FODMAPS is a collective term given to a group of carbohydrates. It stands for (wait for it) Fermentable Oligosaccharides, Disaccharides, Monosaccharides And Polyols.
Australian researchers at Monash University in Melbourne developed the FODMAP diet following studies conducted amongst self-diagnosed gluten sensitive individuals. The research indicated that in patients whose diets were low in FODMAPS, gluten did not produce a specific negative effect. Since many FODMAP-containing foods also contain gluten, they concluded that it’s possible to control symptoms by reducing these carbohydrates in the diet.
So what are they I hear you cry?
This group of carbohydrates are poorly absorbed in the small intestine and when eaten they alter the fluid content of the colon. Bacteria in the colon ferment undigested material, producing gases such as hydrogen and methane and this can result in symptoms such as bloating, constipation etc.
Oligosaccharides (such as fructans and galactans)
These are found in wheat, beans, pulses and vegetables such as onions. They also come in the form of inulin and fructooligosaccharides (both food additives).
These include lactose found in cow’s milk and goat’s milk, cheese and yoghurt.
Fructose is a monosaccharide – found in fruit and honey and added to many processed foods (high fructose corn syrup, for example).
These are sugar alcohols found in diet and sugar-free foods in the form of sorbitol and xylitol. They occur naturally in peaches, plums mushrooms and cauliflower.
I first came to hear about FODMAPS via the consultant who treated my husband. He has a hiatus hernia and suffers from gastrointestinal reflux. An alkaline diet partially controls his symptoms, along with prescribed medication, but he has also found that reducing FODMAP foods from his diet helps enormously.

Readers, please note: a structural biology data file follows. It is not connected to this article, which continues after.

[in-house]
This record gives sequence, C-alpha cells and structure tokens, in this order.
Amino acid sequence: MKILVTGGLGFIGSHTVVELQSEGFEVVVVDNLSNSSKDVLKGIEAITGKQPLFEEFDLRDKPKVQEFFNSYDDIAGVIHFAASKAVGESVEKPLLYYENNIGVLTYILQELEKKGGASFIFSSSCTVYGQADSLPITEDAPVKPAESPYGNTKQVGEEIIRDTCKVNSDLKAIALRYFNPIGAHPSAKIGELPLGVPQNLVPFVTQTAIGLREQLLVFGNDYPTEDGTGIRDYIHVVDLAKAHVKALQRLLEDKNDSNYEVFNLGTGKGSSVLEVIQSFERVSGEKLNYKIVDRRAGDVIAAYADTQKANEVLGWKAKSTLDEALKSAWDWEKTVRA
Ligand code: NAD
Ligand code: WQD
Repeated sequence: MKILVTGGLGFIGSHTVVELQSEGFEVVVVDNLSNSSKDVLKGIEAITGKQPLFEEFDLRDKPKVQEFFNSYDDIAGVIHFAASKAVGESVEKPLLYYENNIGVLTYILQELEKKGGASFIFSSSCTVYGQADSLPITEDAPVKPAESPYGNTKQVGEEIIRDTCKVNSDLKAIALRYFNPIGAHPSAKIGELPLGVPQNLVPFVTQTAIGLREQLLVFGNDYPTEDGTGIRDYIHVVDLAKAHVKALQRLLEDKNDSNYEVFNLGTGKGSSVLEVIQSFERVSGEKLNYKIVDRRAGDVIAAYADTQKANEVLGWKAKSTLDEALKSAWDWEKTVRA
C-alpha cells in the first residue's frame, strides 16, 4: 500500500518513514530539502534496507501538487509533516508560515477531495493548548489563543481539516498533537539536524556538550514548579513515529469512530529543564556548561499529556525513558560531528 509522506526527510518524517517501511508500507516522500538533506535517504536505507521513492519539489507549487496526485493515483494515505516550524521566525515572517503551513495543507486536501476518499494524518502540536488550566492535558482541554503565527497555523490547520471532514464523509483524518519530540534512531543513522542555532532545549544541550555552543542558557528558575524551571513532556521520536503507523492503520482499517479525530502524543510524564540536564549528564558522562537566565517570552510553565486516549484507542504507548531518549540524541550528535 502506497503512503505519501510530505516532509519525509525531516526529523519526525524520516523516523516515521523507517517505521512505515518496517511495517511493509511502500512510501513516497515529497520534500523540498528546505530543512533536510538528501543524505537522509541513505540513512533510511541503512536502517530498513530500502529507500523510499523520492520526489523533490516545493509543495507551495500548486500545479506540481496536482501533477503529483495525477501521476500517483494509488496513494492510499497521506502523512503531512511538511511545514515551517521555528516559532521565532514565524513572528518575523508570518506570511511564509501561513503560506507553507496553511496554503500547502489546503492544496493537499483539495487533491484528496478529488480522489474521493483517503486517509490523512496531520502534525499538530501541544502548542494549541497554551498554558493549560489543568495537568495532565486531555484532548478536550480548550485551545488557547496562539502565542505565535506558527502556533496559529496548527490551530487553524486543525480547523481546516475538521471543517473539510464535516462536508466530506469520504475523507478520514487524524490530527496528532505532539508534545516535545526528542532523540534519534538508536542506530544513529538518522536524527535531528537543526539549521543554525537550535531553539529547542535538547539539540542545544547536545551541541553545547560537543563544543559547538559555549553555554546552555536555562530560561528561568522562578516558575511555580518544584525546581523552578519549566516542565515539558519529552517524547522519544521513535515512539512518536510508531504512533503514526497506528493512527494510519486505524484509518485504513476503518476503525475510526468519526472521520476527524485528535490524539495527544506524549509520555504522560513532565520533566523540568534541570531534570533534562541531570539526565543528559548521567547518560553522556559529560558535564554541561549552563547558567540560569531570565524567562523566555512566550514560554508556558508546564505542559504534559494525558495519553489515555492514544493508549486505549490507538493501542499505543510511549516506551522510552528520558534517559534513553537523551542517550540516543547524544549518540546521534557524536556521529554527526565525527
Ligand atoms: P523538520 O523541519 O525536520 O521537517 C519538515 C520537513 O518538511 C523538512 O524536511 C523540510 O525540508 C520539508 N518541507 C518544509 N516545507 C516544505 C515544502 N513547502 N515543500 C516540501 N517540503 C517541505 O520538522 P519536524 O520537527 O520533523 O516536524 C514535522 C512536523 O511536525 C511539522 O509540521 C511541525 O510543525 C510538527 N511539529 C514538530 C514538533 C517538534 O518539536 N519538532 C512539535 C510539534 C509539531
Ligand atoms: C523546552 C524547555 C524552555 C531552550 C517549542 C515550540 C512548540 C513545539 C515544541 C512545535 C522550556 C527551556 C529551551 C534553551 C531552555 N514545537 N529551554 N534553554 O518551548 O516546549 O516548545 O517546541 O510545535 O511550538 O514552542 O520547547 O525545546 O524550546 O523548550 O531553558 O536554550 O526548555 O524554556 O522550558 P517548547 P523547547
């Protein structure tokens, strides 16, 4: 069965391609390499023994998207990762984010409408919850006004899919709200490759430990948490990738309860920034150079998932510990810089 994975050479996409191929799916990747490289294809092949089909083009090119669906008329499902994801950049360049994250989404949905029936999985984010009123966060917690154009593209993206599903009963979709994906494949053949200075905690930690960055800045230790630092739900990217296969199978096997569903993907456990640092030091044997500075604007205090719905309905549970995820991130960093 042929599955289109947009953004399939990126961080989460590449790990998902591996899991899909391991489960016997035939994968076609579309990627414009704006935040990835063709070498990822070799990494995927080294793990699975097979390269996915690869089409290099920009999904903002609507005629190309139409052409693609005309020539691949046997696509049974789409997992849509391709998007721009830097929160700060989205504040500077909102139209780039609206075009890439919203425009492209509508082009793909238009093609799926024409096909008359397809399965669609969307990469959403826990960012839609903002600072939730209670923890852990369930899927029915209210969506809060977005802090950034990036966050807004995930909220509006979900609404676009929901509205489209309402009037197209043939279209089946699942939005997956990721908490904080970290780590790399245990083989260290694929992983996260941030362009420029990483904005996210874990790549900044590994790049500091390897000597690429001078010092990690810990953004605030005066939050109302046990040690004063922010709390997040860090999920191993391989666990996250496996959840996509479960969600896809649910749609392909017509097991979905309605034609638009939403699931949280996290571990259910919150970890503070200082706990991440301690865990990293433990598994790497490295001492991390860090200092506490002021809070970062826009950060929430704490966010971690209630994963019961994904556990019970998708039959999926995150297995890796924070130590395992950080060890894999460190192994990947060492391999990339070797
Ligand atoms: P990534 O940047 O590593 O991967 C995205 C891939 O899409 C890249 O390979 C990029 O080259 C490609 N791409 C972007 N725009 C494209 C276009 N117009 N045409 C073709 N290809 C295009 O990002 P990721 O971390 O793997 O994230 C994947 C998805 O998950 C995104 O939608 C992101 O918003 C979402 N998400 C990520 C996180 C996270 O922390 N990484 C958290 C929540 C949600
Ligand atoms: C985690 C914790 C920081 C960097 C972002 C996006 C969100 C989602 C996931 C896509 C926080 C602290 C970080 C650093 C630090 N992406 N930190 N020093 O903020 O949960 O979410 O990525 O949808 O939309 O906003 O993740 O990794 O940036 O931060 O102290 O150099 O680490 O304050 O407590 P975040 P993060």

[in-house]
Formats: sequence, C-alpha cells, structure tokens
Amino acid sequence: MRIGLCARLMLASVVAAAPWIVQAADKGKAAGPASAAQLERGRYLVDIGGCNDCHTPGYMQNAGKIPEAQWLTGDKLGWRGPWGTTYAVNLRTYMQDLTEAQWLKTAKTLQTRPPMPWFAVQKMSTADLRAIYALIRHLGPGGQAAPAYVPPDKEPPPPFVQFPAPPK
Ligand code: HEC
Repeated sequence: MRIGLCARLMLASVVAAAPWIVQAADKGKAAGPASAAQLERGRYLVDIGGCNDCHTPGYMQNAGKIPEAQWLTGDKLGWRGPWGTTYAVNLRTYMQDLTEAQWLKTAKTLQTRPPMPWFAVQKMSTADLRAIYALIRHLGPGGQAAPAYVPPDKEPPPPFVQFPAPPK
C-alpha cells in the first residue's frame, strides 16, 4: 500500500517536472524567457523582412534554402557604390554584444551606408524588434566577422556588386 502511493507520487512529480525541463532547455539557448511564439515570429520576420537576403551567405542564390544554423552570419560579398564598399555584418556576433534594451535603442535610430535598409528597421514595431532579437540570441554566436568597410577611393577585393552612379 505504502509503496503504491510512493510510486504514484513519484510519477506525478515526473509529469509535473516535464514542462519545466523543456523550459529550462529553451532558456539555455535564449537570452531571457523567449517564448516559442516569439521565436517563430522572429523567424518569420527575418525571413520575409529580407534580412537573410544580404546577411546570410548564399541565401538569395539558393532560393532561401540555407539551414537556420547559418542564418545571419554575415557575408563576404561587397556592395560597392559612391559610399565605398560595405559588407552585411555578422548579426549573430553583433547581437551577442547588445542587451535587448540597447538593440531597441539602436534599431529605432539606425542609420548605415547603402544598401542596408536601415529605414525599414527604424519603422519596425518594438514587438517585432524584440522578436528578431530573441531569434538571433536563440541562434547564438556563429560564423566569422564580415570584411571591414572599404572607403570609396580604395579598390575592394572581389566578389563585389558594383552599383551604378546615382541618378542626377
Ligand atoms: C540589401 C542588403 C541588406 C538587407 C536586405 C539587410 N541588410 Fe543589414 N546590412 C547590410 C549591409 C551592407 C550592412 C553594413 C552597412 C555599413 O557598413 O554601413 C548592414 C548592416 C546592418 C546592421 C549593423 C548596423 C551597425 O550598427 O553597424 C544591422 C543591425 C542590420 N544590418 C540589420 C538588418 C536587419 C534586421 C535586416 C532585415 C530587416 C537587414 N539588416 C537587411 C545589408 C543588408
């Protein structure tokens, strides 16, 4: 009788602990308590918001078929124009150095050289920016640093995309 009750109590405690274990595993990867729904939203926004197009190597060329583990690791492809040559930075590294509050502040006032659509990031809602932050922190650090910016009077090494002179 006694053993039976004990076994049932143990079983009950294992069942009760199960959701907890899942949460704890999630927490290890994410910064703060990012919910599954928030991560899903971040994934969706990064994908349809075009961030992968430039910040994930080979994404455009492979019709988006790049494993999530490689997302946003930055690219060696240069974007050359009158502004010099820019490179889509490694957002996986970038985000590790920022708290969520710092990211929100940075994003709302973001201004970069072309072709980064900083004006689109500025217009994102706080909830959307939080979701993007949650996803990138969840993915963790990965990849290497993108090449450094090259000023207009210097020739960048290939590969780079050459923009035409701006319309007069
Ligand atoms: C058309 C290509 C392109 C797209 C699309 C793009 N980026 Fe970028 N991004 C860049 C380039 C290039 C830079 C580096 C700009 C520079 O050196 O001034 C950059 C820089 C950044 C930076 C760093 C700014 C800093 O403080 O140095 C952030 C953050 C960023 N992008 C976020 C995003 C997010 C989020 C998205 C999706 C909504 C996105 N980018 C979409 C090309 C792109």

As an IBS sufferer, I am very interested in FODMAPS. I put up with my symptoms for a long time because there never seemed to be anything specific that triggered them. It’s so difficult to pinpoint the problem foods and I didn’t consider it a problem that required medical attention. I didn’t think a doctor would be interested to be honest and back then, they probably wouldn’t have been.
Since then, I’ve found that avoiding nightshade foods, namely tomatoes, peppers, potatoes and aubergines leaves me symptom free. There are some foods on the FODMAP list of no-no’s that I can’t eat but there are others that I’m fine with, for example onions and mushrooms. Unfortunately, these don’t agree with my husband at all and neither does cauliflower, which I love as an alternative to mashed potato. You can’t win when you are trying to cater for different food avoidance issues!
My thoughts on FODMAPS?
This PDF from ibsgroup.org is stuck on my fridge door and I use it as a guide. As far as my husband is concerned, following a low FODMAP diet significantly reduces his symptoms. The key is to consider it as a reduction of these foods not a complete elimination. After all, with so many foods on the list you could end up with a very limited choice for your diet. This is never a good thing. It’s possible that not every food on the list will aggravate your symptoms, so it’s best to try omitting a few at a time and see how you get on. In my husband’s case, if he fancies eating a cooked breakfast and it comes with grilled mushrooms, he will eat them. As long as he sticks to a restricted diet most of the time, the occasional break doesn’t do any damage. It depends whether you are prepared to suffer the consequences of falling off the wagon, so to speak.
Have you come across FODMAPS and if so, does it work for you?